Members in the Media
From: The New York Times

Are You Overpraising Your Child?

“I love it!”

It’s a phrase I’ve uttered countless times, typically in response to a new offering from our family’s artist-in-residence, also known as my 6-year-old daughter. I’m being honest — it’s a treat when she dedicates her work to me, rather than the parent with higher approval ratings (her mother, my wife), and I take a fatherly pride in her choice of colors and attention to detail. But it turns out, I’m also undermining her efforts, by putting myself, and my approval, at the center of the conversation.

It seems like the right thing to say. After all, how many times have we parents been told that it’s better to pre-emptively praise (and reward) the behavior we want our children to demonstrate, rather than waiting to condemn them for misbehaving. But, as leading researcher Wendy S. Grolnick, Ph.D., a professor of psychology at Clark University in Worcester, Mass., puts it, praise also has a dark side.

This is because praising the outcome (“It’s beautiful!”) or the person (“You’re so smart!”) encourages the child to focus on those things. She might feel performance anxiety. He might question the conditionality of your love. (“If I’m a smart boy when I do this, I must be a stupid boy when I don’t.”) He might become more motivated by a parent’s pleasure than by the process that led to it. Future crayon masterpieces might become less fun for him to create — or disappear altogether when they’re not as highly praised.

Here’s a guide to praising — or not praising — your child.

As part of the self-esteem movement in the 1970s, parents were often told to give their children positive feedback along the lines of “Great job” or “You’re so smart.” This was in contrast to the more removed and discipline-oriented parenting styles of earlier generations, and was intended to be warmer and healthier.

But researchers — notably Carol S. Dweck Ph.D., a professor of psychology at Stanford’s Graduate School of Education — studying the effect of this type of praise in the late ’90s found that it could have a harmful effect. Her research showed that children felt pressured to live up to their parents’ praise, and this in turn could lead to panic and anxiety. Even kids who didn’t experience anxiety became risk-averse, developing what Dr. Dweck later termed a “fixed mind-set.” These children were afraid to challenge themselves out of fear of letting down their parents. Dr. Grolnick said this kind of praise can be considered controlling — undermining a child’s enjoyment of and motivation for certain activities by shifting the goal to pleasing a parent.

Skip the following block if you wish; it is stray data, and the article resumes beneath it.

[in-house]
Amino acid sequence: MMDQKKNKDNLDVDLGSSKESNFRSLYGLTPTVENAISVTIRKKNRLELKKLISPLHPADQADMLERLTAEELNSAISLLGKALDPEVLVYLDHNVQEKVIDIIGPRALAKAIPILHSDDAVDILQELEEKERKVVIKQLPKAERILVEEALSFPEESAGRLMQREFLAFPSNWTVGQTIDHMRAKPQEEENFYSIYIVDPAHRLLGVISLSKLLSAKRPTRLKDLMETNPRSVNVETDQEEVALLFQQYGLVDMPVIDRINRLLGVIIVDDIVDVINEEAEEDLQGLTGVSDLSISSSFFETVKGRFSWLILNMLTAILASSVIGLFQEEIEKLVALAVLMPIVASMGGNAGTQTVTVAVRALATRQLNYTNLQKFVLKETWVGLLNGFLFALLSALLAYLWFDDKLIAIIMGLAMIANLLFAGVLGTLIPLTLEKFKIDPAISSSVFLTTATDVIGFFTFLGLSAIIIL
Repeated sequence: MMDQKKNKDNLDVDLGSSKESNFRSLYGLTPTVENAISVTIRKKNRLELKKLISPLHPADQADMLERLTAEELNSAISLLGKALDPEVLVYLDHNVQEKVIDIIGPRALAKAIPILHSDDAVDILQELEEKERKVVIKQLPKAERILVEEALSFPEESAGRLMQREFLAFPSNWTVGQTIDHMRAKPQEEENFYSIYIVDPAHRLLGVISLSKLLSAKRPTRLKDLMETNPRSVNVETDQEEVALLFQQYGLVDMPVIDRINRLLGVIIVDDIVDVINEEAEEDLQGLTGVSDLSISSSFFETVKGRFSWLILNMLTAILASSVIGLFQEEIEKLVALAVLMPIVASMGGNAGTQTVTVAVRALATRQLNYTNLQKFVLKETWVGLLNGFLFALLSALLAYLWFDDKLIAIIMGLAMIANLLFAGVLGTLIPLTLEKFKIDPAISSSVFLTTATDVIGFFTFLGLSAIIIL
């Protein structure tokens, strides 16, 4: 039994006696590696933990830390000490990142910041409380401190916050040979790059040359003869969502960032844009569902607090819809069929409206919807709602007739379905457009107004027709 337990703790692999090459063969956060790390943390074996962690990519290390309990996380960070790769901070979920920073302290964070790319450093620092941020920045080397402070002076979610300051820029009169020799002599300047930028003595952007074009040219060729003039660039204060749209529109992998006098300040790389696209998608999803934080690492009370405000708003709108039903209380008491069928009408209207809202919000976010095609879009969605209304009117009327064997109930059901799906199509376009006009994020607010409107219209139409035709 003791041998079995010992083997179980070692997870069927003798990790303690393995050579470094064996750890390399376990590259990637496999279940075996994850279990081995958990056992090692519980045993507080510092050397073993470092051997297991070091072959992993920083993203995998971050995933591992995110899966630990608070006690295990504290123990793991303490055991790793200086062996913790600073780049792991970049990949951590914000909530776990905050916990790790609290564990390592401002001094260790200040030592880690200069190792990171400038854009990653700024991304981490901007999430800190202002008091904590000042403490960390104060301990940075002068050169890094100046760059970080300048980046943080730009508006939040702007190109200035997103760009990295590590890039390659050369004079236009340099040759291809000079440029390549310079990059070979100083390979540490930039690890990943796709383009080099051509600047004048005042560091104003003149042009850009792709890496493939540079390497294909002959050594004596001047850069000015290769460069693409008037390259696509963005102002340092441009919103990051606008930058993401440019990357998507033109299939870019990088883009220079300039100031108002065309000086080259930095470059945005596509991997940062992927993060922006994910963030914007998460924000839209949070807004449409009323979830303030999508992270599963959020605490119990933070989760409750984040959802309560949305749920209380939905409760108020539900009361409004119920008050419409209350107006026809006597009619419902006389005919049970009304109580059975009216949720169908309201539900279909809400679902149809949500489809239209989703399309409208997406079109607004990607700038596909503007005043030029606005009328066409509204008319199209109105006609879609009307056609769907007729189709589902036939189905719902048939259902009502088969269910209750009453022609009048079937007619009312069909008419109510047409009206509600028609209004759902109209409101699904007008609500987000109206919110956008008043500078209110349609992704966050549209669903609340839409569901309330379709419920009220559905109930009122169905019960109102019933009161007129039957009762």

Dr. Dweck and others researched what happened when children were praised on their efforts, instead of their selves. It turned out, these children gained confidence and felt empowered to try new things. In one example from her 1998 research, after completing a series of matrices, one group of children was told they were successful because they were smart. A second group was told they were successful because they worked hard. When presented with a new range of puzzles, children in the second group were far likelier to choose a more challenging problem. Dr. Dweck also found that these children said they enjoyed solving problems more than those in the first group, and the researchers concluded they did so because they had confidence in their abilities. She found that even if they failed at first, they were capable of working through the solution by applying themselves, a life skill almost every parent would want for his or her children.

Of course, there are only so many times you can say, “You must have worked really hard on that!” To provide meaningful process praise, you have to pay attention to the process itself.

Kyla Haimovitz, Ph.D., a learning engineer at the Chan Zuckerberg Initiative who co-wrote a 2017 paper on the topic with Dr. Dweck, said that praise doesn’t have to be immediate. If your child is working on a drawing, for example, you don’t need to comment on every color selection. Wait until the end, when your child shows you the drawing, and then say something like, “Ooh, I see you chose to put the purple next to the brown — that’s so interesting!”

“You can instead ask them about their process to be able to praise their learning process,” Dr. Haimovitz said. “It also allows the children to evaluate themselves, rather than have an external evaluation.” In other words, your questions will in turn encourage your child to ask him or herself those same questions, sparking curiosity and exploration.

We communicate our values through praise, according to Patricia Smiley, Ph.D., a professor of psychological science at Pomona College in Claremont, Calif. One of those values is autonomy, so it’s helpful to praise what your child has control over, such as the choices they made along the way of solving a problem or drawing a picture. This helps keep expectations realistic, she said, and it also encourages them to continue doing the activity. “It goes to the intrinsic interests of the child,” Dr. Smiley said. “A parent says, ‘I see.’ It can make the child feel like, ‘Ooh, what I’m doing is fun, and my parent thinks it’s fun, too.’ They connect a parent’s good feeling with their own good feeling.”

Read the whole story (subscription may be required): The New York Times

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